e. Preservation action
Before the article is made available for publication on the SAET website, it is subject to a series of editorial and technical checks. In the words of the DCC model, these actions “ensure that data remains authentic, reliable and usable.”28 For example, the article text is proofread to correct typographical and stylistic errors, preserving the reliability and utility of the information it contains. From the technical perspective, the XML document structure is validated prior to publication to ensure the article file conforms to TEI standards.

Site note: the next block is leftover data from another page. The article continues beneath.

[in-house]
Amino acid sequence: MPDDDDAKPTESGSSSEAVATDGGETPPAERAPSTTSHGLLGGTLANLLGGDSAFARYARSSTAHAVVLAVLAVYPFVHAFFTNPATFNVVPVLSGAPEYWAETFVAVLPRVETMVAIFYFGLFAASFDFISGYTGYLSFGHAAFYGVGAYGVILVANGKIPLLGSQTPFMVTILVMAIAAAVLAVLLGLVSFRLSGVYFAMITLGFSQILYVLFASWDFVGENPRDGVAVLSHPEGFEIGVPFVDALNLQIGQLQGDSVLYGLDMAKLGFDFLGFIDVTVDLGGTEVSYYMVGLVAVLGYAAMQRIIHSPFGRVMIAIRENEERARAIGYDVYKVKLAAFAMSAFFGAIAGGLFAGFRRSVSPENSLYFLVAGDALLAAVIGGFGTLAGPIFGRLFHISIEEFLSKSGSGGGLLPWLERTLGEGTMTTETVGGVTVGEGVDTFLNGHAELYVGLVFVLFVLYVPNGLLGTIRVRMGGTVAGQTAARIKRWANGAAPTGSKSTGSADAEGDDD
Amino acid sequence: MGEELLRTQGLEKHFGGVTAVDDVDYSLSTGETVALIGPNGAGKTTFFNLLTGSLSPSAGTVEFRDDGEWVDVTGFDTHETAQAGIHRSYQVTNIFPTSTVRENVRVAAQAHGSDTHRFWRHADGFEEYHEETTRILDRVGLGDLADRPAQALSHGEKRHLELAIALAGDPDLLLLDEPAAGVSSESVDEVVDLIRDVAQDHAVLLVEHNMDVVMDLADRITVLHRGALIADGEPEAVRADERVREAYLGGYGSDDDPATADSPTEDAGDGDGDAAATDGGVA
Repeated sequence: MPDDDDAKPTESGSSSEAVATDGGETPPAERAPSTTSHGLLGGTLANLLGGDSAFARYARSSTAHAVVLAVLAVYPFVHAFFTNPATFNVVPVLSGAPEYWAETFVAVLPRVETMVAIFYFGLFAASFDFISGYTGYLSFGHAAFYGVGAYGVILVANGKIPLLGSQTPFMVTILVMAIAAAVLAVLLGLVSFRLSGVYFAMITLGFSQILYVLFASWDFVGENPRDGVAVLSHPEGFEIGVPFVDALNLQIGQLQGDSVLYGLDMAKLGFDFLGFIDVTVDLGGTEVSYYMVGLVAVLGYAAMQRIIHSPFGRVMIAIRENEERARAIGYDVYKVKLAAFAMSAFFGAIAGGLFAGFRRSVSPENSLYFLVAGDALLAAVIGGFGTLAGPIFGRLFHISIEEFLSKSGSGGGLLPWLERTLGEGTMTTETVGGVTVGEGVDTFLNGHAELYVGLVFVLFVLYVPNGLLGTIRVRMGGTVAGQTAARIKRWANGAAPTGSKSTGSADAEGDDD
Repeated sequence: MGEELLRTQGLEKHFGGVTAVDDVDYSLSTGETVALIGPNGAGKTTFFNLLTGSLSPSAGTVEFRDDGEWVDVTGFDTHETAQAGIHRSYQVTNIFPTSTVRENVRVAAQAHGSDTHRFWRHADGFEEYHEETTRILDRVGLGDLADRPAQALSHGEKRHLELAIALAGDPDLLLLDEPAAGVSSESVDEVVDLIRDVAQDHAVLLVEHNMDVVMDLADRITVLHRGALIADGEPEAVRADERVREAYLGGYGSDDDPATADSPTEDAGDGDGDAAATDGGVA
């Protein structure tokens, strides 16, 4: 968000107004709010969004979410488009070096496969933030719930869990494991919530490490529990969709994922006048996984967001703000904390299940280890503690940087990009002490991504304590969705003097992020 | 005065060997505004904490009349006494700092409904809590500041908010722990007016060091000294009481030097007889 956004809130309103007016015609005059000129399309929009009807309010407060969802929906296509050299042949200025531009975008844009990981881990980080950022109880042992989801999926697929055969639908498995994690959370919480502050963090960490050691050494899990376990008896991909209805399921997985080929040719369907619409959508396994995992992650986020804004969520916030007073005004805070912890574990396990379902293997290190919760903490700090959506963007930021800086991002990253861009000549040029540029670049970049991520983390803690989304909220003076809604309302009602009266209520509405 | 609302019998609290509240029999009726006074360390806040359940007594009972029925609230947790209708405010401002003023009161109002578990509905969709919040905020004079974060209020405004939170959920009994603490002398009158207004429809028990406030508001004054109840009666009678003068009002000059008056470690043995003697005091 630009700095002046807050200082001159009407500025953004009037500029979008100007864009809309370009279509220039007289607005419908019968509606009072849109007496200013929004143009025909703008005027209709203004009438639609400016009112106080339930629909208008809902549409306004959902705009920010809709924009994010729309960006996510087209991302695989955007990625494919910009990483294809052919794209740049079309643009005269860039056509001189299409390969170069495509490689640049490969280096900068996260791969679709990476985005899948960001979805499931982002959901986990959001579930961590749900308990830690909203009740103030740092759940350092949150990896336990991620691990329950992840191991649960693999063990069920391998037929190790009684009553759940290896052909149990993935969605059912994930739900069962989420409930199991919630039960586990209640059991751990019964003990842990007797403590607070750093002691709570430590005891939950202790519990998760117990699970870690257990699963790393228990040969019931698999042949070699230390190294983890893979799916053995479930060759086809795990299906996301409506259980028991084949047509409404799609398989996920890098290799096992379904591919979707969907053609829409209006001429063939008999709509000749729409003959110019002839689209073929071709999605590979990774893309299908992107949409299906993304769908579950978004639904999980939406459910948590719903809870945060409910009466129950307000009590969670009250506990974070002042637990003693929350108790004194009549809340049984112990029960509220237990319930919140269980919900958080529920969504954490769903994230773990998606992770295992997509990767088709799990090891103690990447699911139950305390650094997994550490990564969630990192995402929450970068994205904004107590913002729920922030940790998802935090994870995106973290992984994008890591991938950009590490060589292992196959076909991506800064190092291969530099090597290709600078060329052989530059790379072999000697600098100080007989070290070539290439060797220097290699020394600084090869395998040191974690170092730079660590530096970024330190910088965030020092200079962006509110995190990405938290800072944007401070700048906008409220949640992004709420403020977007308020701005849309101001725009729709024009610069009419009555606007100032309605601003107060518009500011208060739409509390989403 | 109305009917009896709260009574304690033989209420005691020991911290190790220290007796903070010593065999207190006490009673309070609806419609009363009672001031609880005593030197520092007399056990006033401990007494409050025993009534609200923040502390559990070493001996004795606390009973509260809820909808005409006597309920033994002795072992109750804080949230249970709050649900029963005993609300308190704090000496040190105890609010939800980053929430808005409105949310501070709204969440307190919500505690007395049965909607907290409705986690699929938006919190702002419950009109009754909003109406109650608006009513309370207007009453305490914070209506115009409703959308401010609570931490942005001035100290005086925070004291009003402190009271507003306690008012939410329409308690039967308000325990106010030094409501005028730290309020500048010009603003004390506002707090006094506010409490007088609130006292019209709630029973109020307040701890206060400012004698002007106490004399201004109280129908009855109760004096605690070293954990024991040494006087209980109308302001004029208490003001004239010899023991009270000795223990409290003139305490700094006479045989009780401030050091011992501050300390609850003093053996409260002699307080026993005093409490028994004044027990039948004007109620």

A CC BY-NC license is applied to each article, as agreed with the author(s). This provision protects the authorial rights of contributors, who retain copyright for their work, while making it possible for third parties to copy and store SAET articles for preservation purposes (among other uses permitted by the specified Creative Commons license). As part of the Encyclopaedia’s preservation actions, content is prepared in formats that make it possible for third-party repositories and web archives to easily index and make copies of published articles for preservation. Likewise, the availability of a PDF version of the article encourages individuals to download and store their own copy for accessing in the future. At the same time, to maintain the integrity of the collection and the association of current articles and past versions, the Encyclopaedia asserts its database rights to resist its wholesale replication elsewhere.